Making her film debut in the 1938 musical The Duke Is Tops, Lena became the first black performer to sign a long-term contract with a major Hollywood studio when she joined MGM in the early 1940s. For the most part, Lena's film appearances during the 30s and 40s were in "specialty" roles in which she'd perform a song that wasn't essential to the film's plot. This allowed her appearances to be easily edited out when the movies aired in Southern states. This tactic is deftly illustrated during the outstanding 1998 documentary Melvin Van Peebles' Classified X, which explores the portrayal of blacks in American films throughout the 20th century. The two exceptions during this period where Lena had substantial film roles were Cabin In the Sky and Stormy Weather (which ironically was produced by one of MGM's rivals, 20th Century Fox).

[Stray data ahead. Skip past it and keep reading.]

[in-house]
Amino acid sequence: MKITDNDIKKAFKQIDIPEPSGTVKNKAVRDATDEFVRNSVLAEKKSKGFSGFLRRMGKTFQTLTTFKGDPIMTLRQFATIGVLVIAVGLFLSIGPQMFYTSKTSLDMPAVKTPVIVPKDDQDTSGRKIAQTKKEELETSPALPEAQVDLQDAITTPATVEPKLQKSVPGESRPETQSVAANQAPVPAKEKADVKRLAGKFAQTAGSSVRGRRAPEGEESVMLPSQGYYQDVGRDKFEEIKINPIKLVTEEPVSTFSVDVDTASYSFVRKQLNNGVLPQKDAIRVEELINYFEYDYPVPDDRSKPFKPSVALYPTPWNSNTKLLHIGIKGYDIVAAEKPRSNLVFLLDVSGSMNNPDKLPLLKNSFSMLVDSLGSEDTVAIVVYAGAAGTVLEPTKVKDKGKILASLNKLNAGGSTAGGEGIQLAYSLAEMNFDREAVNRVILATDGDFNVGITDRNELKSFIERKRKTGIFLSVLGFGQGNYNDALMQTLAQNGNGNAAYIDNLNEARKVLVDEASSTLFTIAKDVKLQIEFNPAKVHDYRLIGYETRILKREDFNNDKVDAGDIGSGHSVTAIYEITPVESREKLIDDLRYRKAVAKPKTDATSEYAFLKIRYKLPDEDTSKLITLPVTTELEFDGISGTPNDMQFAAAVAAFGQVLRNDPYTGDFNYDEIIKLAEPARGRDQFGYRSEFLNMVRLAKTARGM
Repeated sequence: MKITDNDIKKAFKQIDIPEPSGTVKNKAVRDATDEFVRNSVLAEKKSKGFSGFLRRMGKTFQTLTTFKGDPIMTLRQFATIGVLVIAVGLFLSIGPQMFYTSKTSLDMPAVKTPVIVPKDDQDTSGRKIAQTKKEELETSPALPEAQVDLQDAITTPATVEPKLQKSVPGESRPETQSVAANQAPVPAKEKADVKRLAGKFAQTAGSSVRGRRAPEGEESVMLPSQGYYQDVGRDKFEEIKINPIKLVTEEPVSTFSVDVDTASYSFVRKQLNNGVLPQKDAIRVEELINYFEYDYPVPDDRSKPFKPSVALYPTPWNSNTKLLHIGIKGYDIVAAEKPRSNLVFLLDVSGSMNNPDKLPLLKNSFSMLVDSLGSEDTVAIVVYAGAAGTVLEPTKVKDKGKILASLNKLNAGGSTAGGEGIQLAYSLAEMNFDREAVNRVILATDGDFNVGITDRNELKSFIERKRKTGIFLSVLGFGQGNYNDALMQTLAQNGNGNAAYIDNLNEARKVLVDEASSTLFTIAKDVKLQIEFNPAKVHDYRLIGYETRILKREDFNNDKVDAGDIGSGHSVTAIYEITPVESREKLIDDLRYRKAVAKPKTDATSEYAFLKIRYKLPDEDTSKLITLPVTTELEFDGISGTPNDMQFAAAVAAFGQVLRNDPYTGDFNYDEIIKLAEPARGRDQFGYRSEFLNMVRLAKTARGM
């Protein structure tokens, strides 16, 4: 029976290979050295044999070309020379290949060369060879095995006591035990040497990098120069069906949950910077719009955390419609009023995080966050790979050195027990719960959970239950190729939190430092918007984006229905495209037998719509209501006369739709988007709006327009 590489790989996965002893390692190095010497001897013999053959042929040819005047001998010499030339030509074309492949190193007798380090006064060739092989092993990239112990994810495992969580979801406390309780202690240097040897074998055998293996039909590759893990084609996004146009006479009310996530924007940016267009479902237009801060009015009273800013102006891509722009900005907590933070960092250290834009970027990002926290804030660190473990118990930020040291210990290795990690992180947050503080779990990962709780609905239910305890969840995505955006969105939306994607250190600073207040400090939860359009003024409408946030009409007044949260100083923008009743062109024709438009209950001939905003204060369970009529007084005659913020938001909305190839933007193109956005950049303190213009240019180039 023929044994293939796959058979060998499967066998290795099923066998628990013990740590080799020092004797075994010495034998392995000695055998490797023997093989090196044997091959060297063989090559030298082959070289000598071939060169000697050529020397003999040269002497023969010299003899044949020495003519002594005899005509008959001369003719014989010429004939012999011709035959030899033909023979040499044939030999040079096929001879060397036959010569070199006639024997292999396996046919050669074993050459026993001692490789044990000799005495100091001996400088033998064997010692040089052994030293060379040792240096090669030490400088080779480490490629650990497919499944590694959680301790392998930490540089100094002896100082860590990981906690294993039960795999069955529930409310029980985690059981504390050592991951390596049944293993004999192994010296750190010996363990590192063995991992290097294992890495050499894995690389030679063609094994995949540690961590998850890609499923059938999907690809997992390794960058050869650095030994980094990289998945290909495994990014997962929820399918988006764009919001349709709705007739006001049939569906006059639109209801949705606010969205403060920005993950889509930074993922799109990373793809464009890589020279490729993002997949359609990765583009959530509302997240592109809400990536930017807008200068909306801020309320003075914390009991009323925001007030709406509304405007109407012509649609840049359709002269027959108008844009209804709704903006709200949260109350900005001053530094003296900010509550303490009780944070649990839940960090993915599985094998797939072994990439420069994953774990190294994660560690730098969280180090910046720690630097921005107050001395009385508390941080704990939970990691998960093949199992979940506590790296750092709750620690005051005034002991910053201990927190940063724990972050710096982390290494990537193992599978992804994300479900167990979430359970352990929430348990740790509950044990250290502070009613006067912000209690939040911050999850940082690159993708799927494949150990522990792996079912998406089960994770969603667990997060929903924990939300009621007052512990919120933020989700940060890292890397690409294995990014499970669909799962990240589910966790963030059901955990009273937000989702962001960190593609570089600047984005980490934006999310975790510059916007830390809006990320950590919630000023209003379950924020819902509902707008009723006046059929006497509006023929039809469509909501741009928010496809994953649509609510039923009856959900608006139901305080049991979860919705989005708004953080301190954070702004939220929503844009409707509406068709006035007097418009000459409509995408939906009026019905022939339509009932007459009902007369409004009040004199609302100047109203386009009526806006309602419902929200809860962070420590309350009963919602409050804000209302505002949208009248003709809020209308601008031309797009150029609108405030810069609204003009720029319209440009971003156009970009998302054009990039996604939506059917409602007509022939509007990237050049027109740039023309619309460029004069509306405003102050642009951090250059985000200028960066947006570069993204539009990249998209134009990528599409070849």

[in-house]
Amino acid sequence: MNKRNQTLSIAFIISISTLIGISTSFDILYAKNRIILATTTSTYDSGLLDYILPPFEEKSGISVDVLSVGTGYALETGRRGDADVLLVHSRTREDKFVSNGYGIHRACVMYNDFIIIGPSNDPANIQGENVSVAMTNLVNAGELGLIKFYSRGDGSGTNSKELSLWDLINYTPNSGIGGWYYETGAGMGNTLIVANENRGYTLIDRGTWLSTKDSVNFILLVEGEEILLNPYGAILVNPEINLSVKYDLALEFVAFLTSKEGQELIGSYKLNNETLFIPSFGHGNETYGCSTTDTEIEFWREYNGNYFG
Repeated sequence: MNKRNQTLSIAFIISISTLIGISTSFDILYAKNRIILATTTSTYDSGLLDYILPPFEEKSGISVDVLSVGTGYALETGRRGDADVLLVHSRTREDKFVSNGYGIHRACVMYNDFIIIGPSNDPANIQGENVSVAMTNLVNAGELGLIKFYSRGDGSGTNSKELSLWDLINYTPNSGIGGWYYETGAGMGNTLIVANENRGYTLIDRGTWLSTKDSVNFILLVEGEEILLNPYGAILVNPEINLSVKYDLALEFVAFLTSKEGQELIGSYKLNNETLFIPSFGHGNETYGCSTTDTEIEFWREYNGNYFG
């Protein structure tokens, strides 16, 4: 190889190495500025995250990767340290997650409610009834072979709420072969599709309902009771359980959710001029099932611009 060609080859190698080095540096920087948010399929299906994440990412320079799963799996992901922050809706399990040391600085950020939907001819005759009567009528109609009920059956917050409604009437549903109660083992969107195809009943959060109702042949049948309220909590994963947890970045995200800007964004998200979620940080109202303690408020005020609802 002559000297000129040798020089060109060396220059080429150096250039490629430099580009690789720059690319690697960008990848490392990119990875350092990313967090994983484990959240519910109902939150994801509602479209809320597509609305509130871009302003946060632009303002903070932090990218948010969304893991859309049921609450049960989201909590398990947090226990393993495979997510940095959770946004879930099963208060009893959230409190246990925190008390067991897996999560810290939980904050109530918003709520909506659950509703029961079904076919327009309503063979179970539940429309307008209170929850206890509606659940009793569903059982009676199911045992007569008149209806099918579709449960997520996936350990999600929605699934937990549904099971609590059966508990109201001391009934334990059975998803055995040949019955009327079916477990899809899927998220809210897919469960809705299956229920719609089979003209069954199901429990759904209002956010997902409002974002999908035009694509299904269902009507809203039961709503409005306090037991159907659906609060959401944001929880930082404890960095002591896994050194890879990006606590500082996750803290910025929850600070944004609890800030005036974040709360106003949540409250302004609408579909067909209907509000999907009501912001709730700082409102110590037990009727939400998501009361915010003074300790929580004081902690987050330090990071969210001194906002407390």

Although Hollywood rarely made proper use of Lena Horne's talents, she was a trailblazer in the truest sense. Every black actress from Dorothy Dandridge to Gabourey Sidibe owes Ms. Horne a debt of gratitude.
Below is the lineup of Lena Horne films that TCM will air on Friday, May 21st:
8:00 PM ET The Duke is Tops
9:30 PM ET Cabin in the Sky
11:15 PM ET Panama Hattie
You can read TCM's article on the career of Lena Horne by visiting the following link:
TCM Remembers Lena Horne
Shortly after Lena's death, I was contacted by someone at Newsy.com who wanted to know if I'd be interested in sharing the following short video with my readers. The video is a tribute to Lena's career that showcases the media response to her death and her comments on racial identity. If you have problems watching the embedded video, please click here.